Bills fans spent the 24 hours after Monday night's heartbreaking last-minute loss to the hated New England Patriots going through many of the stages of grief.
They cursed at their televisions. They prayed Leodis McKelvin never gets another chance to fumble a kickoff. They questioned how they could ever let this team get their hopes up.
And they unloaded to everyone they know on online message boards, Facebook and Twitter accounts and other Web sites where fans gather after Bills wins and losses.
"I think that's definitely cathartic on some level," said Chris Stucchio, a Facebook venter and law firm employee who explained "the Bills are just part of my soul."
Tuesday was a day for Bills fans to work through the emotions generated by Monday's painful 25-24 loss to the Pats, who came back from 11 points down with 5 1/2 minutes left.
The debacle was a reminder to Bills supporters here, and expats living across the country, that this team can always find a new and more creative way to give up the lead in a game.
"It's just like your heart gets ripped out of your chest," said Tom Campbell, the editor and publisher of the online magazine WNY Labor Today.
But Buffalo sports fans are a loyal lot, and most vowed to stick with the Bills to the end. Some even preferred to look on the bright side of a surprisingly close season opener.
The team binds Western New Yorkers, and being a fan means knowing you'll always have a community of fellow Bills boosters to celebrate or commiserate with, the fans said.
"It's the common thread that's bringing everyone together this morning," Stefan Mychajliw, the spokesman for the Buffalo Public Schools, said Tuesday.
In the hours after Monday's game, this community vented on sports talk radio, online chats and on their Facebook and Twitter pages about the stunning turn of events at the end of the contest.
"That allows me to get out my emotions . . . so I don't go out in the street looking for dogs to kick," joked Rich Quodomine, a Rochester native and die-hard fan who now follows the Bills from the Albany area and writes e-mails and Facebook postings after most games.
Many talked about how painful it was to once again watch the Bills blow a game in the last seconds in front of a national cable TV audience.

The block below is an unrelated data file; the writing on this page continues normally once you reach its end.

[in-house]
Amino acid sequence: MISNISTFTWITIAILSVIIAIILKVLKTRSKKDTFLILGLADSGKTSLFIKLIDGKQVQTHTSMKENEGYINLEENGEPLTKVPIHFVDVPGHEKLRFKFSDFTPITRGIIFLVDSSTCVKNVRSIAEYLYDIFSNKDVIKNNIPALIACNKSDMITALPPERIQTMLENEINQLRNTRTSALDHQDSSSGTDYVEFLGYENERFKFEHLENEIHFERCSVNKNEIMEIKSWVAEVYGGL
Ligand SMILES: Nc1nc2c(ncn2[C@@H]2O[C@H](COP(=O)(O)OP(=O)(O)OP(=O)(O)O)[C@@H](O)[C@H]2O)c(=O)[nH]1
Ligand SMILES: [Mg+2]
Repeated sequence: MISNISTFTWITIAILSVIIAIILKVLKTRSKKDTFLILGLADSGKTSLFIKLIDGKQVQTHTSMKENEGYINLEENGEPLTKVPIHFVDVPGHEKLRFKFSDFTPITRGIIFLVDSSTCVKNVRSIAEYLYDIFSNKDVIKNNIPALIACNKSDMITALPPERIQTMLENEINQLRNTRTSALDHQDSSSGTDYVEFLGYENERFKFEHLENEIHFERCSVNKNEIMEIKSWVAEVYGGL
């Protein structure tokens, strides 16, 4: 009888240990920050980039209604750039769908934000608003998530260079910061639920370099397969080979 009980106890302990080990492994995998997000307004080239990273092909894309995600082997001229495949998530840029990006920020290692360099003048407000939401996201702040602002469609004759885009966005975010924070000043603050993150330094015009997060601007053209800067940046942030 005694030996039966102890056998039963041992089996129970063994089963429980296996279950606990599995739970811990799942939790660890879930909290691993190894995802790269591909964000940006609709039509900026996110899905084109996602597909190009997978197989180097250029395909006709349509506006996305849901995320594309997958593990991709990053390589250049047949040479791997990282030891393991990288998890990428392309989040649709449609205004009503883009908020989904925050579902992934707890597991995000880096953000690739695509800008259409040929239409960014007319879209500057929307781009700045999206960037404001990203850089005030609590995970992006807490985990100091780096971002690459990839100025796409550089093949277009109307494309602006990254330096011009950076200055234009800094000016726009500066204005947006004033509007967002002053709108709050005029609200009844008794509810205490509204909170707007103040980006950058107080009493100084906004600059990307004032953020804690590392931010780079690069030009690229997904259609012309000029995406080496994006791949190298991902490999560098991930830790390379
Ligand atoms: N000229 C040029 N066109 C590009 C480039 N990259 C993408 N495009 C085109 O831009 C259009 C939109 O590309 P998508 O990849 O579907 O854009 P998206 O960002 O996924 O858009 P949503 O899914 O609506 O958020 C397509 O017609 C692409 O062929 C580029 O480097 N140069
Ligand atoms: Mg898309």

This is the third season in a row that the Bills have lost a heartbreaker on Monday Night Football, following debacles against the Dallas Cowboys in 2007 and the Cleveland Browns last year.
A lot of fans were struggling Tuesday to put this loss in context, which was difficult considering how fresh the pain was.
"It's not as bad as 'Wide Right.' Hey, they only lost by one point. They lost in the last two minutes. We didn't embarrass ourselves," said Sharon Morrissey, who works for People Inc. and has been a fan since the late 1960s.
Morrissey wasn't the only one reflecting on the positives from the game, whether Fred Jackson's running or the solid protection the inexperienced offensive line gave Trent Edwards.
"Were you surprised how well the O-Line played? I think they should get some confidence heading into the rest of the season," "Mike" said during Allen Wilson's "Bills Replay" chat Tuesday on the Buffalo News Web site.
Some said they never believed the Bills would win the game, because they know this team's recent history.
But more than a few fans said they allowed themselves to hope, when Jackson scored to put the Bills up 24-13 late in the fourth quarter, that this might be Buffalo's night.
"I'm a cynic because I'm a Bills fan, but there's a part of me that says, 'This is where they turn it around,' " Stucchio said.
Karen Buell watched the game in the cradle of the enemy, Belchertown, Mass., where she works for a bank and is vastly outnumbered by Patriot fans. So the Angelica native is used to taking abuse for her loyalties.
"You have absolutely no dignity. There's nothing you can even say to people," said Buell. "It was tough coming in to work today."
Why do Bills fans put themselves through this? Why are they willing to spend so much time, money and emotional health on a team that rarely, at least these days, rewards their faith?
Buell, talking to her younger sister Tuesday, told the 18-year-old: "Get out now while you can."
But even though Mychajliw has suffered through years of losing -- and he compared Monday night's loss to the pain of performing a frontal lobotomy on himself -- he's raising his daughter as a Bills fan.
With the Bills winning Monday's game, he had set out a tiny team jersey for his 3-year-old daughter to wear Tuesday. Then Tom Brady and the Patriots struck -- twice.
"Within 70 seconds, I pulled out a new shirt," he said.
For many, being a Bills fan is part of their DNA. They can't imagine not rooting for them, no matter how many last-second losses or 7-9 seasons they endure.
"If you cut me, I'll bleed red and blue," said Mike Brady, a Department of Defense communications specialist and Buffalo native who dressed his 3-month-old son in an Edwards infant jersey for Monday's game.
"I'm a Bills fan. Part of being a Bills fan is always believing."
The heartbreaks ...
1. Wide Right
2. Home Run Throwback
3. Dallas MNF debacle
4. Harmon drops the ball
5. Miami sacks Flutie
and some big wins
1. The Houston comeback
2. Kelly's end zone dive
3. Reich's MNF magic
4. Flutie's naked bootleg
5. Three TDs in 77 seconds